Anakana Schofield – Author of Bina, Martin John and Malarky

Parataxis thank you

Thank you to everyone who joined us last Sunday afternoon for the Parataxis event exploring Helen Potrebenko’s novel Taxi! in today’s city and interfacing the book with what was and what is. Thank you especially to the members of the public who “read shotgun” (open the book randomly and read passages) and to Helen who planned the route and talked to readers as we wandered.  We were also blessed to have the collaboration, performance and generous support of Lori W (Mme Beespeaker) who concurrently documented the event at her blog.

I had a strange crisis before embarking on the event, which has given way to new/re-imaginings and invited input (some helpful, some less so). I set out perhaps to ask a few questions, one certainly was who authors remembering? Another was: what am I prepared to do for this book?  I did not factor that one needs “permission” to revisit repeatedly.  I had not considered that a repeated revisit might invite an assumptive yawn. But then it’s always easier for people to yawn, dismiss than engage.

The actual experience of repeatedly visiting a text like Taxi! (through different interventions) is quite the contrary. Each time we engage with this book it delivers new delights, reflections and questions, not least because of its fragmentary form. Again, a reflection of the working day, the working shift, the working life and this particular city, where the tea does not sit inside the pot for long.

The 11 people who joined us last Sunday engaged with the text in such a committed, enthusiastic and detailed manner which resulted in whole new considerations, especially about the present day.

Parataxis: walking the ride

Yesterday I walked Helen’s fine Parataxis map (for our planned May 1st event) and enjoyed the adventure very much. Esp. standing alone in my good black coat, obtained at my sister’s prompting last summer in Dublin, and reading aloud from Taxi! to no one in particular, into the city.

I was able to experience the difference within the past two days of being a flaneur (esse?) vs being an orator. I’ll give you a clue, it is way easier to orate.

I could not be more glad of my current crop of artistic ventures and the experiences and interactions they have given me. All of which would be nothing without the goodwill and generous input of my various collaborators. Thank you to them all!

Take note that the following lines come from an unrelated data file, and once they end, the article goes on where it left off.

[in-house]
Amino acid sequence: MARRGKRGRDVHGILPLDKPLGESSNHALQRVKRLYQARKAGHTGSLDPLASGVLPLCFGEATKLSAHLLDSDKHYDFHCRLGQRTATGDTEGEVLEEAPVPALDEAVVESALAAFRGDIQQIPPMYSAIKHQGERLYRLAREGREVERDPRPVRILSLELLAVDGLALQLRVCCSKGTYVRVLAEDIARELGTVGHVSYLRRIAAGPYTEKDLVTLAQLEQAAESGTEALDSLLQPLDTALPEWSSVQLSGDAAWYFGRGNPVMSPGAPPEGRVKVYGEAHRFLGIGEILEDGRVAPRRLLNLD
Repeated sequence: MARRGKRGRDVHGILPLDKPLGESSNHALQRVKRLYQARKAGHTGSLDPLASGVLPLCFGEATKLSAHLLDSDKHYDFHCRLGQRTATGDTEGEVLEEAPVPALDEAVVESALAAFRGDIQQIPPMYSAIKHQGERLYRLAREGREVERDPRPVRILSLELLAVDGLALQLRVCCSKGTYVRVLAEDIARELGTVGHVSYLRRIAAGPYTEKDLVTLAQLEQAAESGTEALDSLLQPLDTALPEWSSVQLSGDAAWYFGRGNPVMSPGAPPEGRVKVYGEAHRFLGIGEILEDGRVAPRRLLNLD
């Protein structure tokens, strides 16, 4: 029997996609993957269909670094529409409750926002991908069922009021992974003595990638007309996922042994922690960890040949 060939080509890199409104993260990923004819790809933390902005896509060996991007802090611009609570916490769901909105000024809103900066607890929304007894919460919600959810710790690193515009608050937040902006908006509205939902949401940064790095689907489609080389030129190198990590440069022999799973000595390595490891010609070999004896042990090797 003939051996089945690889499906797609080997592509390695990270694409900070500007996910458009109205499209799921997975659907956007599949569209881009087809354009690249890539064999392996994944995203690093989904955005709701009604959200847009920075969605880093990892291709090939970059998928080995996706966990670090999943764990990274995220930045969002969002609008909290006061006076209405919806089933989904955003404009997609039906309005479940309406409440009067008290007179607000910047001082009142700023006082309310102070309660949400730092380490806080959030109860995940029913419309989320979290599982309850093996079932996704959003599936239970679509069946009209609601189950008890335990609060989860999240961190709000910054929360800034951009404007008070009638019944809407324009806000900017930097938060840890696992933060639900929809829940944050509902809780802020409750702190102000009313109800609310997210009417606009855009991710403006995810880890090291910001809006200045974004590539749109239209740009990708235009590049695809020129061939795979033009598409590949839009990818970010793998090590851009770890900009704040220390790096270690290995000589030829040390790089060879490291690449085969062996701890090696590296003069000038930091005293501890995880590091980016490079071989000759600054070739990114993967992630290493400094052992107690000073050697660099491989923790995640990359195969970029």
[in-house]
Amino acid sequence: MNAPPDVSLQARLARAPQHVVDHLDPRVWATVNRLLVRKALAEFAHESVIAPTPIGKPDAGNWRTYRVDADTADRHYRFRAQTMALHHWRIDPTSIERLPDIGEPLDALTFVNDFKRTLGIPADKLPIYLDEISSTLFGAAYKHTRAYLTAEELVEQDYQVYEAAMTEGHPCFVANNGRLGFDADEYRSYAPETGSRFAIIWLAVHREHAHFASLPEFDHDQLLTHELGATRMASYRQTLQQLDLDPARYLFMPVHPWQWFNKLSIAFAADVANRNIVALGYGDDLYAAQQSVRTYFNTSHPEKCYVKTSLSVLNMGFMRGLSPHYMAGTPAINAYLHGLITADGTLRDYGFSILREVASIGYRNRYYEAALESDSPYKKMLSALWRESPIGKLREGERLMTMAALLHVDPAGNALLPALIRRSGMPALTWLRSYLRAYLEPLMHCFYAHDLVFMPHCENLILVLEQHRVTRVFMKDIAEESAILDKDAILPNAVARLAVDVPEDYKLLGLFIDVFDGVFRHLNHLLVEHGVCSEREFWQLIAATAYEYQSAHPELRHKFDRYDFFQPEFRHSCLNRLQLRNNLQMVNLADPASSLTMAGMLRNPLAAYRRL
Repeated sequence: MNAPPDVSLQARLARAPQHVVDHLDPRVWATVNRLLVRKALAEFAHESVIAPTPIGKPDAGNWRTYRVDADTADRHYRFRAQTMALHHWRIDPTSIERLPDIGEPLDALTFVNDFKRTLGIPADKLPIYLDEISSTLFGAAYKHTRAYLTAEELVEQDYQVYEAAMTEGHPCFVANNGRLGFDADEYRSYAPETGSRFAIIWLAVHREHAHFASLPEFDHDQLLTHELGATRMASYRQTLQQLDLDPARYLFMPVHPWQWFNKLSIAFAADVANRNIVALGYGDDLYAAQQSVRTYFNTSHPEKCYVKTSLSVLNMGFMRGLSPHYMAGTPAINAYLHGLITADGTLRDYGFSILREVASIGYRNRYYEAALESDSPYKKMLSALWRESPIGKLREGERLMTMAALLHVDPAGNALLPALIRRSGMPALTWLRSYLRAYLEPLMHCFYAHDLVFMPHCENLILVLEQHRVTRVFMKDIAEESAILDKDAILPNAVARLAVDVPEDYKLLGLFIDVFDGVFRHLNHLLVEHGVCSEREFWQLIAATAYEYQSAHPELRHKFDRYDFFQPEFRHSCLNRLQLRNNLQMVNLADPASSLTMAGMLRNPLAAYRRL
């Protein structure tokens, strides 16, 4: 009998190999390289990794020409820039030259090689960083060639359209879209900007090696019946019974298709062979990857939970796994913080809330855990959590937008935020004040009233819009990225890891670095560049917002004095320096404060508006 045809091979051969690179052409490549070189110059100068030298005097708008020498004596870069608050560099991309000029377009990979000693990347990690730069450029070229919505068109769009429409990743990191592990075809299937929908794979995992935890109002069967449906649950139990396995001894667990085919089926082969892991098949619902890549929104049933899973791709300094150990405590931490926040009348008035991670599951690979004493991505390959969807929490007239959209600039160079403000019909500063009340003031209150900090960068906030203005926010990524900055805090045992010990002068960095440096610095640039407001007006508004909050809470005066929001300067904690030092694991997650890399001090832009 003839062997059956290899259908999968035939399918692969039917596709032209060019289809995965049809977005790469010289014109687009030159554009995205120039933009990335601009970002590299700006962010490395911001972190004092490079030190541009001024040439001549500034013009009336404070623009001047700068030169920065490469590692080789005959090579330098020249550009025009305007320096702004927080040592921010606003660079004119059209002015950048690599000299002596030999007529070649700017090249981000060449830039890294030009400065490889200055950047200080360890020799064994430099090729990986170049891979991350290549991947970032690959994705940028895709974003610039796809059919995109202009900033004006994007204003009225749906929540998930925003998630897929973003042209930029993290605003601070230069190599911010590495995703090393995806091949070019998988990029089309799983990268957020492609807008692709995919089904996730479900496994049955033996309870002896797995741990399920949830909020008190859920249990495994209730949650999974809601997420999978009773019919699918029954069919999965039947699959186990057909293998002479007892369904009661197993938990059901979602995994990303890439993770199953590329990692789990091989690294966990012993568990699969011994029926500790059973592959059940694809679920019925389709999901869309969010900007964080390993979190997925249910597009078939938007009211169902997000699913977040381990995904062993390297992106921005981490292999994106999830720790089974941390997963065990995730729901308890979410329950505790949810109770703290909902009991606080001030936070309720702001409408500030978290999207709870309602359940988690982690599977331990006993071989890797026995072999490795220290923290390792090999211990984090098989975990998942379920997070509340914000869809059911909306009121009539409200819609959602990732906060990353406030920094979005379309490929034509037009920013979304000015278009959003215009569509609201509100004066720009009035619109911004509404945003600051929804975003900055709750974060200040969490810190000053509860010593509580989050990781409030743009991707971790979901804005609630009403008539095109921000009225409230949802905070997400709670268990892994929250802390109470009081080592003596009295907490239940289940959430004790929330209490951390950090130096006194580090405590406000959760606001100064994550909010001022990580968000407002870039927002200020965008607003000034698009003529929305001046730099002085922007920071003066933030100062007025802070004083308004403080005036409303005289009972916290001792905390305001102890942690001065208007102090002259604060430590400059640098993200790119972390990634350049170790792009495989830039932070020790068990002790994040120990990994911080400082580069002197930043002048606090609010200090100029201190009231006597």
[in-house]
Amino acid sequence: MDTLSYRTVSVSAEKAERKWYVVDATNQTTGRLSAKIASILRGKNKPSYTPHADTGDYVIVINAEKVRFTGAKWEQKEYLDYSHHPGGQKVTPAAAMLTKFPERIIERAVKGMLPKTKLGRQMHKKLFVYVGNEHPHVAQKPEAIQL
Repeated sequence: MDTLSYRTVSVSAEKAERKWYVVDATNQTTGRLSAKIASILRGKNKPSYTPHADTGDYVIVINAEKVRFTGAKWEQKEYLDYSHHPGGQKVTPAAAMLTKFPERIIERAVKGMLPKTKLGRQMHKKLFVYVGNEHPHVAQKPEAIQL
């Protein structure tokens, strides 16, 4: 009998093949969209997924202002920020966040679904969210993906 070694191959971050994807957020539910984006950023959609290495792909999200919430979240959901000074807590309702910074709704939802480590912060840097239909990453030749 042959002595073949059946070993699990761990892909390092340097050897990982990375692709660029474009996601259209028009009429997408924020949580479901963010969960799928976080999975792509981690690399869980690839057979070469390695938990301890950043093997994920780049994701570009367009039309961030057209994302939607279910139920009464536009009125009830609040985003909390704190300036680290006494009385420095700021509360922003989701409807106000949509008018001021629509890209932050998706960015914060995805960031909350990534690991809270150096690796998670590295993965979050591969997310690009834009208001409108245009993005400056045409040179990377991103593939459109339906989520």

I have a read a couple of How to Make a Wooden Sign instructions, that were not divinely inspiring. I am curious as to how it will stand and stay upright and thinking of a brick’s assistance. Next I have to consider the proximity the sign will stand to the performance. I am looking forward to talking it all up with wunderbar Lori and am glad to be working with her again after this week’s praiseach.

We laughed so much during our collaboration Big Mamas Ridin’ High for  Chaos at Open Space.

Today is Nollaig na mBan. I filled the teapot many times and thought about the labour of women.

Taxi! makin a stand

“The city will set up 12 late-night taxi stands around Calgary’s core on the weekend to help solve one of the most nagging cab shortage periods.”

On January 14th, 2011, I too shall be setting up a late-night Taxi! stand, albeit in Vancouver, in an embodied exploration and ongoing dialogue with Helen Potrebenko’s 1975 novel Taxi!  Another collaborative moment with the wunderbar Lori Weidenhammer coming soon ….

November 2010, buy Taxi! month

November 2010 is an important month. It is the official month in which every right thinking person who has not read the great Vancouver novel Taxi! will recognize the loss in their life this gap provides and will click over to lazarapress.ca and invest $10 whole dollars (+shipping) to fill this hole.

Then you can all report your subsequent euphoria to haveyoureadtaxi.blogspot.com where I will happily upload any testament to it (decency laws apply)

If you haven’t read Taxi! you have not read. If you voted for Barack Obama you need to read Taxi! If you didn’t vote for him you also need to read Taxi! If you aren’t qualified to vote for him you need to read Taxi! If you support a hockey team you need to read Taxi! If you know how to spell Vancouver, you need to read Taxi! (Coming soon the You need to read Taxi! catechism)

In January I hope to bring some interventions to the world to express precisely how critical it is to read Taxi! Watch out for those reappearing Taxi! ranks….